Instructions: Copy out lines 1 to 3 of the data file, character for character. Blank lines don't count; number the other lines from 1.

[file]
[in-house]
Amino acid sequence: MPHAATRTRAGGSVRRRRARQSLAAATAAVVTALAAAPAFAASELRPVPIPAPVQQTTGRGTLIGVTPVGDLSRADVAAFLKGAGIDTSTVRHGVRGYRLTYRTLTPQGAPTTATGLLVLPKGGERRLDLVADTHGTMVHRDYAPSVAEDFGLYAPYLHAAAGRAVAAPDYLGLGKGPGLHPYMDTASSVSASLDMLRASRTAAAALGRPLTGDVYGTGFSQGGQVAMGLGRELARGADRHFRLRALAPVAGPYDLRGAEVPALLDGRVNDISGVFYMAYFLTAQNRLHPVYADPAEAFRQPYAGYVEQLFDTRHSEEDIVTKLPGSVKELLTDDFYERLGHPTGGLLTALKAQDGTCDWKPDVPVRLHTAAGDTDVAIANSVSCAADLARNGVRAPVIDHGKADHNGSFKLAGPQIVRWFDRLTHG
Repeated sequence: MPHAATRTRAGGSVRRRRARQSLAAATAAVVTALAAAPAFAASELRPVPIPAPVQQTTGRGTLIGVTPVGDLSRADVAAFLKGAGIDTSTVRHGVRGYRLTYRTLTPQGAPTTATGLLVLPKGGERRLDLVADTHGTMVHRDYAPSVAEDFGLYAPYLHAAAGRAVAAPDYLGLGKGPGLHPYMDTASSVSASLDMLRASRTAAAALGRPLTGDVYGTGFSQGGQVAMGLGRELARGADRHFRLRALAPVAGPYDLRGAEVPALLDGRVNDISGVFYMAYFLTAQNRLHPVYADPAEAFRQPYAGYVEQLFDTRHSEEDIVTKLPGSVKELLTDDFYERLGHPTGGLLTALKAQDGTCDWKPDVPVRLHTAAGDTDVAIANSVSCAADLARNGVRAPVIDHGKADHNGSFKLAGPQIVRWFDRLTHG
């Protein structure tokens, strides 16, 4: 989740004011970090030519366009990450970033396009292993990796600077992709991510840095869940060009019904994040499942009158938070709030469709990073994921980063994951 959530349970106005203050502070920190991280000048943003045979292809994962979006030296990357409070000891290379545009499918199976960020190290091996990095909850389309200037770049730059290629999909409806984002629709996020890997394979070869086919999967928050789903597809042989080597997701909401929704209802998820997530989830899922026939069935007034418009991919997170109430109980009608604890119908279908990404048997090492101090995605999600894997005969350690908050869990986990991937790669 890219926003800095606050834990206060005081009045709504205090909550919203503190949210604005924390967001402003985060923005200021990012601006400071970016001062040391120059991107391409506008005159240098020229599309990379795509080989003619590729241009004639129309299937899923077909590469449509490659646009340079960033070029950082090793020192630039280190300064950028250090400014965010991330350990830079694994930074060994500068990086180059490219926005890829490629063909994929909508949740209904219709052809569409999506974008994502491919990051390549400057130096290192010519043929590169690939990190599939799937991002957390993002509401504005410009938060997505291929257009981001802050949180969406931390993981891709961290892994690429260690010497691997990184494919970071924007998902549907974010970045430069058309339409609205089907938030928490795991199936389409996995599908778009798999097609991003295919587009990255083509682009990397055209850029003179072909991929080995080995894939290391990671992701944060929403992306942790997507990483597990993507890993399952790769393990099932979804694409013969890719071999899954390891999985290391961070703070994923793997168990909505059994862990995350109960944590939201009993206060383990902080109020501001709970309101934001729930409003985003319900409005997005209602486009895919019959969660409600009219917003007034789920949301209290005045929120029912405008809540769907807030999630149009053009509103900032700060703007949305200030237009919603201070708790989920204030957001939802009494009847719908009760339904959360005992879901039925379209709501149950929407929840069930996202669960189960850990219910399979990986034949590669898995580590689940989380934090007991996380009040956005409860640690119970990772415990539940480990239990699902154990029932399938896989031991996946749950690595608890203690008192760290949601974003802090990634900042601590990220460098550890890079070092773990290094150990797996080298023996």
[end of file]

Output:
[in-house]
Amino acid sequence: MPHAATRTRAGGSVRRRRARQSLAAATAAVVTALAAAPAFAASELRPVPIPAPVQQTTGRGTLIGVTPVGDLSRADVAAFLKGAGIDTSTVRHGVRGYRLTYRTLTPQGAPTTATGLLVLPKGGERRLDLVADTHGTMVHRDYAPSVAEDFGLYAPYLHAAAGRAVAAPDYLGLGKGPGLHPYMDTASSVSASLDMLRASRTAAAALGRPLTGDVYGTGFSQGGQVAMGLGRELARGADRHFRLRALAPVAGPYDLRGAEVPALLDGRVNDISGVFYMAYFLTAQNRLHPVYADPAEAFRQPYAGYVEQLFDTRHSEEDIVTKLPGSVKELLTDDFYERLGHPTGGLLTALKAQDGTCDWKPDVPVRLHTAAGDTDVAIANSVSCAADLARNGVRAPVIDHGKADHNGSFKLAGPQIVRWFDRLTHG
Repeated sequence: MPHAATRTRAGGSVRRRRARQSLAAATAAVVTALAAAPAFAASELRPVPIPAPVQQTTGRGTLIGVTPVGDLSRADVAAFLKGAGIDTSTVRHGVRGYRLTYRTLTPQGAPTTATGLLVLPKGGERRLDLVADTHGTMVHRDYAPSVAEDFGLYAPYLHAAAGRAVAAPDYLGLGKGPGLHPYMDTASSVSASLDMLRASRTAAAALGRPLTGDVYGTGFSQGGQVAMGLGRELARGADRHFRLRALAPVAGPYDLRGAEVPALLDGRVNDISGVFYMAYFLTAQNRLHPVYADPAEAFRQPYAGYVEQLFDTRHSEEDIVTKLPGSVKELLTDDFYERLGHPTGGLLTALKAQDGTCDWKPDVPVRLHTAAGDTDVAIANSVSCAADLARNGVRAPVIDHGKADHNGSFKLAGPQIVRWFDRLTHG